Today I had my first real session of cognitive behavior therapy. It was my second appointment with the new therapist, a psychologist. The first appointment was taken up with giving him a history and overview of my OCD.
Today we talked a lot about how the brain works, how it works differently in people with OCD and how we can learn to override the obsessive thoughts.
Last night I made a list of my main obsessions and the compulsive actions and avoidances that I practice to try to rid myself of the anxiety caused by the obsessions.
I printed it out and took it with me to the doctor’s office. While I was in the waiting room, I added a few more compulsions that I hadn’t thought of last night.
My main obsessions revolve around my writing, contamination, checking, driving, harming others and talking.
The list I made up helped guide today’s session, but we won’t actually set up a hierarchy or decide what to work on first until our next session.
The therapist described how the brain stem, the amygdala and the prefrontal lobe work together. I won’t go into all the detail that he did, but basically there’s a disconnect between the amygdala and the prefrontal lobe, and the negative thoughts, or obsessions, get stuck in the amygdala.
About thoughts, he said many people believed that all thoughts were volitional, but it wasn’t true. He also said it was impossible to get rid of the negative thoughts, but I could learn to override them.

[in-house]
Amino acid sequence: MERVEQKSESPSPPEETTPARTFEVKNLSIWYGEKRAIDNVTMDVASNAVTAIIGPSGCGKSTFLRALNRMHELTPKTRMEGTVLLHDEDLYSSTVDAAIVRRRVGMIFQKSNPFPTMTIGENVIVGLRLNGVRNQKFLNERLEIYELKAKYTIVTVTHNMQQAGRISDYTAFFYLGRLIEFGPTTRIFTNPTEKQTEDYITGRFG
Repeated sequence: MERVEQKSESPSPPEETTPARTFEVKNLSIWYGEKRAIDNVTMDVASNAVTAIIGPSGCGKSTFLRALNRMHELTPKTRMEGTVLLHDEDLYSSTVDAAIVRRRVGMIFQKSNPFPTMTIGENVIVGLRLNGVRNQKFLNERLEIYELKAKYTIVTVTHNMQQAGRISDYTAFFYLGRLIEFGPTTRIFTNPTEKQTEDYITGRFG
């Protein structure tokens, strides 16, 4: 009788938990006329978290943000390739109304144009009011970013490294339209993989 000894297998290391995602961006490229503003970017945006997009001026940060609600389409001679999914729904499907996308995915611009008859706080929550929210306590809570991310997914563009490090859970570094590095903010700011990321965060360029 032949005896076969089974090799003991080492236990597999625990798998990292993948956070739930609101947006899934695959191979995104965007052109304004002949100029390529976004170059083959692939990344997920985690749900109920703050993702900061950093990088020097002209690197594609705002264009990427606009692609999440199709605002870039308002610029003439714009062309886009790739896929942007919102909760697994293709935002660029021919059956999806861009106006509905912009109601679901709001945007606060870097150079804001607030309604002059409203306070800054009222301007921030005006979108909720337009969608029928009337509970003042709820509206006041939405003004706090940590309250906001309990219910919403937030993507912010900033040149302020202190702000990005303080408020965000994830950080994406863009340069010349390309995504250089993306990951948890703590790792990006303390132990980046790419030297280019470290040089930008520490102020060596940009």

I’ll do this using three steps: I’ll reattribute the obsessions to OCD, to my brain. I’ll turn my attention elsewhere. And I’ll do some other behavior instead of acting on the compulsions.
There was no need to try to rationalize my way out of obsessions, he said, because it wouldn’t work.
I would learn to be mindfully aware of my thoughts so that I could observe a thought, acknowledge it, reattribute it and move on.
He demonstrated this in an interesting way. He held his hand like he was holding something (a negative thought) and looked at it in his hand. That reminded me of the Impartial Spectator that Dr. Jeffrey Schwartz writes about.
He said I would have to challenge myself with things that ramped up the anxiety. I would gradually update my brain. My brain would learn that even though I didn’t follow up on a compulsive urge to, for example, check the stove, the house didn’t burn down.
I would learn to tolerate the anxiety and, in what he called a paradox, I would eventually learn to accept it.
Our next appointment is in a month, but he said he’d like to see me on a weekly basis at first. So I’m on the cancellation list, and I’m to call the office Monday morning to see if there have been any cancellations.
In the meantime, I will start working on these steps and really consider which of the OCD categories I want to work on with him first.
I asked him about mindful awareness meditation, and he was all for it.
I’m excited. I feel like I’m on the road to real recovery. Not a cure, but recovery.
On a side note, I was off work today, so I went to the bookstore and the craft store after my early-morning appointment.
While I was in the craft store, I started feeling anxious, like something bad was going to happen. It’s like my heart was on high alert. Even after I got home, I still felt like that.
I wasn’t obsessing about anything, and I have no idea where the anxiety came from. Perhaps it was the generalized anxiety making itself known, and maybe I was more nervous about my appointment and the changes ahead than I thought I was.